Journal of Neurosurgery: Spine Supplement Explores Therapies for Spinal Cord Injuries

Article ID: 593174

Released: 31-Aug-2012 8:00 AM EDT

Source Newsroom: American Association of Neurological Surgeons (AANS)

Therapies for Spinal Cord Injury: On the Cutting Edge of Clinical Translation

Newswise — CHARLOTTESVILLE, Va. (Aug. 31, 2012) — The Journal of Neurosurgery (JNS) Publishing Group is proud to announce publication of the North American Clinical Trials Network (NACTN)/AOSpine North America (AOSNA) Focus Issue on Spinal Cord Injury, a supplement to the September issue of the Journal of Neurosurgery: Spine. Sponsored by AOSpine North America, the supplement is available in print and online, with the online version available free to the public at

The focus of this special supplement — which was spearheaded by Michael Fehlings, MD, PhD, FAANS, Professor of Neurosurgery at the University of Toronto and Medical Director of the Krembil Neuroscience Centre at the Toronto Western Hospital — is the development of cutting-edge translational research in the treatment of spinal cord injury (SCI). SCI is an often-devastating injury that affects 2.5 million people worldwide, many of whom are first faced with it in early adulthood. The topic is addressed in a variety of forms in 17 articles and several editorials.

Many of the studies presented in the supplement for the treatment of SCI were conducted by members of the NACTN, a consortium of 10 neurosurgery departments supplemented by a data management center and a pharmacological center. The principal investigator for the NACTN is Robert Grossman, MD, FAANS, Chairman of the Department of Neurosurgery at The Methodist Hospital in Houston. Funded by the Christopher and Dana Reeve Foundation and the U.S. Department of Defense, the NACTN was established to move molecular- and cell-based discoveries in the protection and regeneration of neuronal pathways from the laboratory to the clinical setting.

The supplement brings together papers focused on a variety of subjects related to identifying and evaluating different types of SCI, as well as developing therapeutic strategies for dealing with the disabilities that attend the injury. Graded assessments used to define the scope and extent of injury are presented and reviewed. Clinical and imaging predictors of neurological and functional outcomes, complications, and survival after SCI are identified and assessed. Original clinical studies and review articles on current and potential drug-based therapies are presented. Issues surrounding quality of life in patients with SCI are addressed. The cost-effectiveness of surgery in injured patients is examined and validated. Finally, the goals and progress of the NACTN in the transition of therapeutic strategies from preclinical to clinical settings are described.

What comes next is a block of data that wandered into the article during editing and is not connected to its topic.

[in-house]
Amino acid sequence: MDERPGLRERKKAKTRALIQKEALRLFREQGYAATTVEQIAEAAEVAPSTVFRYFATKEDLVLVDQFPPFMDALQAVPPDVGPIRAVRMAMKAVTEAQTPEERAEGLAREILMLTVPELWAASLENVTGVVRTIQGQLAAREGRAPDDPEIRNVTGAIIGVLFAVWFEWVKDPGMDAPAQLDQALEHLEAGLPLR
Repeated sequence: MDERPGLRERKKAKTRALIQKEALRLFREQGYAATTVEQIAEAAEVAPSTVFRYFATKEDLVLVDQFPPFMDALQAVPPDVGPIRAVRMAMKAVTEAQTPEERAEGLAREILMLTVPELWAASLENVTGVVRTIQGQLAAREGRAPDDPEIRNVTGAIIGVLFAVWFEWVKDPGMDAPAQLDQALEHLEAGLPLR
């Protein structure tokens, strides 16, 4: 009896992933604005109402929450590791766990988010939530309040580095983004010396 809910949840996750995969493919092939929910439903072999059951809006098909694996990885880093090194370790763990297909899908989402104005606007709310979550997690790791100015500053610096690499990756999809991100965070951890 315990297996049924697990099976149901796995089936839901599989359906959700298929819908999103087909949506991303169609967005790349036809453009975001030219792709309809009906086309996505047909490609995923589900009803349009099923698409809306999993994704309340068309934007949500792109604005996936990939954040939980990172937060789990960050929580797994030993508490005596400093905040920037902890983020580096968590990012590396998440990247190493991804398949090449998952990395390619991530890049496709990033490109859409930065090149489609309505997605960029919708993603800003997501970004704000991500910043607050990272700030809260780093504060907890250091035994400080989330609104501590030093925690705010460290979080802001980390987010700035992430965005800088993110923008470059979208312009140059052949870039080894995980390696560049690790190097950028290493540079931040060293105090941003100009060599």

Some interesting papers include the following: • “Clinical prediction model for acute inpatient complications after traumatic cervical spinal cord injury: a subanalysis from the Surgical Timing in Acute Spinal Cord Injury Study” by Jefferson Wilson, MD, and colleagues. Although most reports focus on complications occurring during the chronic stages of SCI, these authors set out to create a model to predict the development of acute complications based on clinical variables present at initial hospitalization. The authors found that as older patients aged, high-energy injury mechanism, more severe neurological injury, comorbid illness, and lack of steroid medication were consistent with a greater chance of developing complications during the acute stage of SCI.• “Riluzole for the treatment of acute traumatic spinal cord injury: rationale for and design of the NACTN Phase I clinical trial” by Michael Fehlings, MD, PhD, FAANS, et al. As the title indicates, this paper focuses on riluzole, a benzothiazole drug that conveys neuroprotection by blocking sodium channels and mitigating glutamatergic toxicity. The authors review preclinical and clinical findings on the use of riluzole, describe the Phase I trial, and suggest possible future investigations.• “Is surgery for cervical spondylotic myelopathy cost-effective? A cost-utility analysis based on data from the AOSpine North America prospective CSM study” by Michael Fehlings, MD, PhD, FAANS, et al. In this paper, the authors examine the cost-effectiveness of this surgery by looking at cost as it relates to the patient’s gain in quality-adjusted life years. They found an acceptable cost-utility ratio.• “Translational potential of preclinical trials of neuroprotection through pharmacotherapy for spinal cord injury,” by Charles Tator, MD, PhD, MA, FAANS, and others. The focus of this article is on major deficiencies in the movement of pharmacological agents with the potential for providing neuroprotection to the injured spinal cord from preclinical discovery to testing of drug safety and efficacy in the clinical setting. In a detailed study, the authors thoroughly review reports of preclinical testing of glyburide, magnesium sulfate, minocycline, nimodipine and riluzole, and recommend a strategy for creating a new scoring system that could be used to evaluate preclinical results and determine the translational readiness of neuroprotective pharmacological agents.